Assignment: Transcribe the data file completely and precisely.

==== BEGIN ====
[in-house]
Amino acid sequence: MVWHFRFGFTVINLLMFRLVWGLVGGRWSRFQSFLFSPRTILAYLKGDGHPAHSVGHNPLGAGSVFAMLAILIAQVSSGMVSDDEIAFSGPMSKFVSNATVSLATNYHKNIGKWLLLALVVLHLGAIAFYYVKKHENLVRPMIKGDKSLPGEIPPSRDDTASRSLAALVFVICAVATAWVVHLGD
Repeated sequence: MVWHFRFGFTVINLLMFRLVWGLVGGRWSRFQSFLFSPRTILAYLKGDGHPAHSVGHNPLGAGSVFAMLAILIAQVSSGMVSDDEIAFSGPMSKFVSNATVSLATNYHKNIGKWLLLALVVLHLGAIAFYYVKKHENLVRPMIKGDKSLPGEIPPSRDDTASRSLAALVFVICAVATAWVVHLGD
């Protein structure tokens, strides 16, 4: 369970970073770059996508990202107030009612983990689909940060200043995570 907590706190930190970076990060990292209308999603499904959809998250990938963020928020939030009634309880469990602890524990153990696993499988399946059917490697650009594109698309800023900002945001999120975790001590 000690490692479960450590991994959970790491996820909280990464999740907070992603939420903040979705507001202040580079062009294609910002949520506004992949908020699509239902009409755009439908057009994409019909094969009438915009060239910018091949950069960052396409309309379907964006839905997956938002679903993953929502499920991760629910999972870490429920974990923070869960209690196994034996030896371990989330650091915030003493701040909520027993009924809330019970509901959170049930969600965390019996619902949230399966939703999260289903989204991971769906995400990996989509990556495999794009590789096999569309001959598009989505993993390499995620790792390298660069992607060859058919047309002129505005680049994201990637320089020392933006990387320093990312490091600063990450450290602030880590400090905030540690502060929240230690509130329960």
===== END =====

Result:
[in-house]
Amino acid sequence: MVWHFRFGFTVINLLMFRLVWGLVGGRWSRFQSFLFSPRTILAYLKGDGHPAHSVGHNPLGAGSVFAMLAILIAQVSSGMVSDDEIAFSGPMSKFVSNATVSLATNYHKNIGKWLLLALVVLHLGAIAFYYVKKHENLVRPMIKGDKSLPGEIPPSRDDTASRSLAALVFVICAVATAWVVHLGD
Repeated sequence: MVWHFRFGFTVINLLMFRLVWGLVGGRWSRFQSFLFSPRTILAYLKGDGHPAHSVGHNPLGAGSVFAMLAILIAQVSSGMVSDDEIAFSGPMSKFVSNATVSLATNYHKNIGKWLLLALVVLHLGAIAFYYVKKHENLVRPMIKGDKSLPGEIPPSRDDTASRSLAALVFVICAVATAWVVHLGD
């Protein structure tokens, strides 16, 4: 369970970073770059996508990202107030009612983990689909940060200043995570 907590706190930190970076990060990292209308999603499904959809998250990938963020928020939030009634309880469990602890524990153990696993499988399946059917490697650009594109698309800023900002945001999120975790001590 000690490692479960450590991994959970790491996820909280990464999740907070992603939420903040979705507001202040580079062009294609910002949520506004992949908020699509239902009409755009439908057009994409019909094969009438915009060239910018091949950069960052396409309309379907964006839905997956938002679903993953929502499920991760629910999972870490429920974990923070869960209690196994034996030896371990989330650091915030003493701040909520027993009924809330019970509901959170049930969600965390019996619902949230399966939703999260289903989204991971769906995400990996989509990556495999794009590789096999569309001959598009989505993993390499995620790792390298660069992607060859058919047309002129505005680049994201990637320089020392933006990387320093990312490091600063990450450290602030880590400090905030540690502060929240230690509130329960």